- The referendum for more species protection has almost three weeks before the deadline almost three quarters of the necessary signatures collected.
- Prime Minister Söder actually wanted to wait for the result, because of the great popularity he has now expressed earlier.
- Söder has announced a round table and a far-reaching law. The Greens criticize: The referendum can not just wegmoderieren.
The great success of the petition for biodiversity makes the Bavarian state government rethink. With a round table and a far-reaching law for more nature and species protection Prime Minister Markus Söder (CSU) wants to bring about an amicable solution.
"It is our goal to make a joint draft," said Söder on Thursday South German newspaper, In it the supporters as well as the critics of the Volksbegehrens should find themselves. "We want to create social peace," said Söder. In his opinion, land use could also be regulated in such a law: "This could be an epochal step."
That the prime minister is at the forefront of the debate comes as a surprise at the present time. Before the start of the referendum Söder had announced that he wanted to wait out of respect for the democratic process. Now he is already reacting at the halfway point of the request, which runs until February 13th. That should also be due to the enormous popularity. According to estimates of the initiators, until Thursday evening already 700 000 citizens under the slogan "Save the bees" signed. Even in the coalition government of CSU and Free Voters there is no longer any doubt that the missing 250,000 signatures come together.
The exceptionally high response has made an impression in the State Chancellery. Söder also justified his change of strategy with the great support for species protection in the population. "The topic is my personal and also the CSU at heart," said Söder. The parliamentary debate on Tuesday in the state parliament had encouraged him to become active already. "According to old templates", the parties had discussed. "We have to get out of the trenches," says Söder.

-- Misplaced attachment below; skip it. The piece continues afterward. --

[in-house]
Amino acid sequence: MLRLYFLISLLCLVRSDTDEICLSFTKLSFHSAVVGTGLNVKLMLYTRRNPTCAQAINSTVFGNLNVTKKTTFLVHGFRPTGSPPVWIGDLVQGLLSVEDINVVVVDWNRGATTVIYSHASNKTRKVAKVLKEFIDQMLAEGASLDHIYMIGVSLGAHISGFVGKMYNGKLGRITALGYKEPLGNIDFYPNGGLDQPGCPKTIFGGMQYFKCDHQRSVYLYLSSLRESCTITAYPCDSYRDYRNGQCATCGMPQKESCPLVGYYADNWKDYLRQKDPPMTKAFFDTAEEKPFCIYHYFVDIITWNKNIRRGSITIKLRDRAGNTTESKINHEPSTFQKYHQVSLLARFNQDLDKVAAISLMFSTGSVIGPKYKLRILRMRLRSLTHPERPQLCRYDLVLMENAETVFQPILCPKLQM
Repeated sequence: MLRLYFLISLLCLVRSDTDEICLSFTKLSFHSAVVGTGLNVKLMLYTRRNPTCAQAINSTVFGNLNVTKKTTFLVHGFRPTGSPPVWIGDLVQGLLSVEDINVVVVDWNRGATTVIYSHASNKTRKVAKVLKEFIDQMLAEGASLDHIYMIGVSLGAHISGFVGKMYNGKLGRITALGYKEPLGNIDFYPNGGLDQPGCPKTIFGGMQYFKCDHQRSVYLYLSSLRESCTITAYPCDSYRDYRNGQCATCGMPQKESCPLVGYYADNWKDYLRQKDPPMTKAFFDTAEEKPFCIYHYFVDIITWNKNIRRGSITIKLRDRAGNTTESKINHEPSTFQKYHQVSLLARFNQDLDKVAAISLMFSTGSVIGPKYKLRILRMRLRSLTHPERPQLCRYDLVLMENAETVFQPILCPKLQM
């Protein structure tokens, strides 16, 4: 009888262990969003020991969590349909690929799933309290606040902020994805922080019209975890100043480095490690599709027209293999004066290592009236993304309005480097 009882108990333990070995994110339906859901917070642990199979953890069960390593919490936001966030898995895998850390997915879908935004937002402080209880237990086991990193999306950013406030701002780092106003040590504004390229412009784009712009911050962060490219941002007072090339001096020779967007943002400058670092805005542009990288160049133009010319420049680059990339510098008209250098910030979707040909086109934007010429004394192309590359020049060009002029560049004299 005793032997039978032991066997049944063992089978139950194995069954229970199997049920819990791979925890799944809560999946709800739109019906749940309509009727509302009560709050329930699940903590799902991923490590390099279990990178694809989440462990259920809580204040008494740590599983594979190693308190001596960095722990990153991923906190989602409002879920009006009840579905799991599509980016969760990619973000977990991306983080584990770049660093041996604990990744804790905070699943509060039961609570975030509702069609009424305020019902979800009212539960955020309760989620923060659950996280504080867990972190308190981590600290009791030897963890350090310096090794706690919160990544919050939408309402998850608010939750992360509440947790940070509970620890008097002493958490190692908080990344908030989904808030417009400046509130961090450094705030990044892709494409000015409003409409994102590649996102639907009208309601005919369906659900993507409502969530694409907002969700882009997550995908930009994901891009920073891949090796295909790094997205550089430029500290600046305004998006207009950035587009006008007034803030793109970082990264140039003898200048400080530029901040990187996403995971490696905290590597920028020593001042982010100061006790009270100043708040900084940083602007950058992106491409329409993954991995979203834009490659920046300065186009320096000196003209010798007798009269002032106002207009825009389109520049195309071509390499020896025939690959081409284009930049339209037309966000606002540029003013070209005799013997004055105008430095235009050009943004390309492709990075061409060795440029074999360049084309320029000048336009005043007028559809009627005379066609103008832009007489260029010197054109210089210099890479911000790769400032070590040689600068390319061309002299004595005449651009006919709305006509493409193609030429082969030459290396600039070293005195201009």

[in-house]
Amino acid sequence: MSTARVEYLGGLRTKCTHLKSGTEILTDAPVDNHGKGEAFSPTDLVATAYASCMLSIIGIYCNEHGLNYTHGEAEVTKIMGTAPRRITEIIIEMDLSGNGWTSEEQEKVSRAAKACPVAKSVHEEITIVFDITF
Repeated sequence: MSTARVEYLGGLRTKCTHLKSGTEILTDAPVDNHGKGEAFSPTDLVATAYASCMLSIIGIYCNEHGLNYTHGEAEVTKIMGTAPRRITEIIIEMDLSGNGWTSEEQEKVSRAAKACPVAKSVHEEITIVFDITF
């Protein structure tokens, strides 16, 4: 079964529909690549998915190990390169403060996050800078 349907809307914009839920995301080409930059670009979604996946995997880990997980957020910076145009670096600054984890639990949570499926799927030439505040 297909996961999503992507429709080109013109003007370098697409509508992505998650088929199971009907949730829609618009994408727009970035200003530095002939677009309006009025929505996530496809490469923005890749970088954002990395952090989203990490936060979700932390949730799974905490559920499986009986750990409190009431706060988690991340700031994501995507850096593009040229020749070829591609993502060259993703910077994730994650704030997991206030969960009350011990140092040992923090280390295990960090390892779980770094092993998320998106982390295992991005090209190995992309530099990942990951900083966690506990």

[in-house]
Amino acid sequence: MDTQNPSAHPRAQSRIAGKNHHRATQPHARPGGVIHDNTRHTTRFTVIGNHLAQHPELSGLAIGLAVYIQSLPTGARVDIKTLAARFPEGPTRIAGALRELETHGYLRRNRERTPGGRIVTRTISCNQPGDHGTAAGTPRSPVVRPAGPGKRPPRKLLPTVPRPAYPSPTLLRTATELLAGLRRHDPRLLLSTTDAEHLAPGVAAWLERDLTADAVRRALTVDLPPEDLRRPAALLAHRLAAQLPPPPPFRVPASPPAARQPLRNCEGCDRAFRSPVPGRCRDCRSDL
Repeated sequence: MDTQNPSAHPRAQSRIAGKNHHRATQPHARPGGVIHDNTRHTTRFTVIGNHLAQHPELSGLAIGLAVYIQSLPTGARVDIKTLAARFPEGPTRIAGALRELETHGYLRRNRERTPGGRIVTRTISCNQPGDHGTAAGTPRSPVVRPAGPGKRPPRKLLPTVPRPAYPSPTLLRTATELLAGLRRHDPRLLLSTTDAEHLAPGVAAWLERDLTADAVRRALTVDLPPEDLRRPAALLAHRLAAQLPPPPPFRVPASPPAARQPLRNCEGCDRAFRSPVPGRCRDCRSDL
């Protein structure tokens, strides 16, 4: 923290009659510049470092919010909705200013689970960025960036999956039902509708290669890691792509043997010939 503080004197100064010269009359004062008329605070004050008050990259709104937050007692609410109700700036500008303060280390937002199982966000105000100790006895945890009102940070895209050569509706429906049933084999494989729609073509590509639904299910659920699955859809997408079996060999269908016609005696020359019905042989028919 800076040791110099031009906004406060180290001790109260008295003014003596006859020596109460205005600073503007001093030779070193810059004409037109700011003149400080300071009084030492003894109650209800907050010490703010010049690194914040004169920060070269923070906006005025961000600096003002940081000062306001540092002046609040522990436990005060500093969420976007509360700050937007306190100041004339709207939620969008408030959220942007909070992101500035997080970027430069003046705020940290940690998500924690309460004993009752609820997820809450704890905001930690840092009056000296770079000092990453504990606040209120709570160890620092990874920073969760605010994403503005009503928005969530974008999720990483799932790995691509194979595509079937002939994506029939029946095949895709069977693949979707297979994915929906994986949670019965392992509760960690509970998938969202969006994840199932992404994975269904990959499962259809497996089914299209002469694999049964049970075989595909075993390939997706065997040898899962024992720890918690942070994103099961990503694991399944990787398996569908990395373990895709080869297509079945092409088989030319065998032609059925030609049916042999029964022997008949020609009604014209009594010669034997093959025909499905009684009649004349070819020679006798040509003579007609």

The pressure from the population is likely to play the CSU boss in the cards. He had said after the two-digit losses in the state election, his party must be more open and greener. Not all shared this assessment, especially in the parliamentary group there is skepticism against a too environmentally friendly policy. But the doubters have no choice but to follow Söder's course.
There are also supporters in the CSU
The same applies to the coalition partner Free Voters. In addition, Söder has the opportunity to work on his image as a compensating country father. In the refugee dispute, he had long been perceived as an agitator, before he had made an abrupt turnaround. He wants to leave behind this negative image.
In the referendum also several CSU members have registered. Many are of the opinion that the time is ripe for better conservation – even if they do not agree to all the details of the referendum. Söder wants to pick up the concerns, especially from agriculture. 90 per cent of the referendum he considers good, ten per cent for difficult. His motto is: Keep the good in the design, remedy weaknesses and further promote agriculture. "We want to try to find a cross-party solution," says Söder: "But we do not want to collect anyone."